The bright side of this spending is our travel rewards we are starting to bank now. Check out our Travel Rewards page for up-to-date information on our pursuit for FREE Travel.

Total Liabilities

Since last reporting, our mortgage balance dropped a little – as expected. We didn’t see any drop in car loan debt for a couple of reasons.

Our credit card balances also dropped by almost $5,000. These balances should continue to drop into March as our spending starts to decline.

Collectively our total liabilities decreased by $5,420 and helped to ease some of the pain with our assets dropping in value. That decrease in liabilities is just as good as growing our assets by the same amount!

Remember … growing your net worth is not just about increasing your assets. It is just as important to lower your liabilities at the same time.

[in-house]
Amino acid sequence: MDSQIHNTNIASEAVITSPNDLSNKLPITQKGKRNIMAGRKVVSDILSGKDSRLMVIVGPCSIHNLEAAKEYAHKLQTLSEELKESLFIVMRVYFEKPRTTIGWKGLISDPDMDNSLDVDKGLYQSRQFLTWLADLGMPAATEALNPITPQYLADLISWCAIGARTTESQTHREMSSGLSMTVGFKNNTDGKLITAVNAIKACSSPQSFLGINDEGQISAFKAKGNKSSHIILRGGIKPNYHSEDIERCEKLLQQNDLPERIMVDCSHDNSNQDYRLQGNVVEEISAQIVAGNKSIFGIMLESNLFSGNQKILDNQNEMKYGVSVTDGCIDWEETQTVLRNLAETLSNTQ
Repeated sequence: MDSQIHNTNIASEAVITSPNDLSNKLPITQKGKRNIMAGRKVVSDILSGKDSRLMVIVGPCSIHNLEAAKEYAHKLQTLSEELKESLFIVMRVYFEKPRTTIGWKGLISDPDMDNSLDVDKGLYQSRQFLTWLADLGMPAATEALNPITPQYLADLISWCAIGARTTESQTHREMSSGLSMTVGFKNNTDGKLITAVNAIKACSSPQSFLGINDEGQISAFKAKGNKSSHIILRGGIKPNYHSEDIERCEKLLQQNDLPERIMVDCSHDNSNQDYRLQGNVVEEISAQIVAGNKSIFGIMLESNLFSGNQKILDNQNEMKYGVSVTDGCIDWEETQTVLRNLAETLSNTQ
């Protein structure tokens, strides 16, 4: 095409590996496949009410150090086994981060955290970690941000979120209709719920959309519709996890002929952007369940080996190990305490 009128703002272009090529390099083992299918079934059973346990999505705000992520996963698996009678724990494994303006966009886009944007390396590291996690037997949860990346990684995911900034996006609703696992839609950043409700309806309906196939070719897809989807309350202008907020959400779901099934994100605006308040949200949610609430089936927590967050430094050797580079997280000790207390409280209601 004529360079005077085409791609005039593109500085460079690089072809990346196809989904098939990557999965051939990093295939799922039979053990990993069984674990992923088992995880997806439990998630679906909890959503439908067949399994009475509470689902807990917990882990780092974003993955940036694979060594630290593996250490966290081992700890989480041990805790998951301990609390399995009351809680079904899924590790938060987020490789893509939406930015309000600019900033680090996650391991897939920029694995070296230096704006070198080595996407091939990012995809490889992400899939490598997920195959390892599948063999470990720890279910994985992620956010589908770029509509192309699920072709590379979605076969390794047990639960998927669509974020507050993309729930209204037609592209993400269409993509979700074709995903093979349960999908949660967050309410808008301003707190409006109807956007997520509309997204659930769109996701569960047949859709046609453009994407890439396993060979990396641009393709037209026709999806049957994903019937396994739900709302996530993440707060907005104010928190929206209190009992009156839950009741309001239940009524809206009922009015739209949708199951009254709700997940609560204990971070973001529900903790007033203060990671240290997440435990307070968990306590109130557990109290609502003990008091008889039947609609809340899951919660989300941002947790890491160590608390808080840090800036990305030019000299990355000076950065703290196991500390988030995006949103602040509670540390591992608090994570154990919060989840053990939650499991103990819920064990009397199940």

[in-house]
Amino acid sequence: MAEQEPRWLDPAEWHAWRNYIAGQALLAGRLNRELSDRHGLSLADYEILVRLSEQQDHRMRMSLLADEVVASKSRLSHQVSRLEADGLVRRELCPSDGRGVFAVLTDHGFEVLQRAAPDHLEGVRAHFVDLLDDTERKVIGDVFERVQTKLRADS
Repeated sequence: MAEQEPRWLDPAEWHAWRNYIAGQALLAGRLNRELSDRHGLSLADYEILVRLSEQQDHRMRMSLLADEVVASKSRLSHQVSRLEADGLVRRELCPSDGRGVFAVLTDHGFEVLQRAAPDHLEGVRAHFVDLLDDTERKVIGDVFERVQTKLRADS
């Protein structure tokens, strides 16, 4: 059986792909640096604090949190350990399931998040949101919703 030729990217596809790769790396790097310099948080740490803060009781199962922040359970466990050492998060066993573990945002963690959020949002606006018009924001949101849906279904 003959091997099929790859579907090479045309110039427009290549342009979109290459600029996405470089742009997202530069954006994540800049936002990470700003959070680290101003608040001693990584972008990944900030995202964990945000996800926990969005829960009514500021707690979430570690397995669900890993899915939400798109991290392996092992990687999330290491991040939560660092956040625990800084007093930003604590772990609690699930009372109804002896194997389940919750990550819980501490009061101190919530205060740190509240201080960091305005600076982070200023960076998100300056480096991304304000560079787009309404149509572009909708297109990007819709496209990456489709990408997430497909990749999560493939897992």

The larger the gap is between your total assets and total liabilities is the key to financial independence and something my family is working towards.

January 2018 – Total Liabilities = ($207,098)
February 2018 – Total Liabilities = ($201,678)

Total Liabilities Change = +$5,420

Net Worth Summary

As promised … we plan to keep these net worth posts updated every month now. Not only does it keep us accountable in how we save, earn, and invest … it is great motivation when you see growth like we have.

After reviewing our net worth number for February, most of our losses came from a decline in the stock market. Paying off our son’s braces, property taxes, and a lot of other big expenses also helped to bring our totals down.

We were able to soften some of the losses by paying down our liabilities by over $5,000. I am looking forward to dropping our total liabilities below $200,000.

Despite the market declines and net worth losses, we are happy with our results. As I mentioned earlier, we are still at our December 2017 net worth totals … which was just 2 months ago. I look forward to buying more assets at a discount now and we will continue to try and pay down as much of our debt as possible.

Do you track your net worth? How was your February totals? What steps are you taking to widen the gap between your assets and liabilities?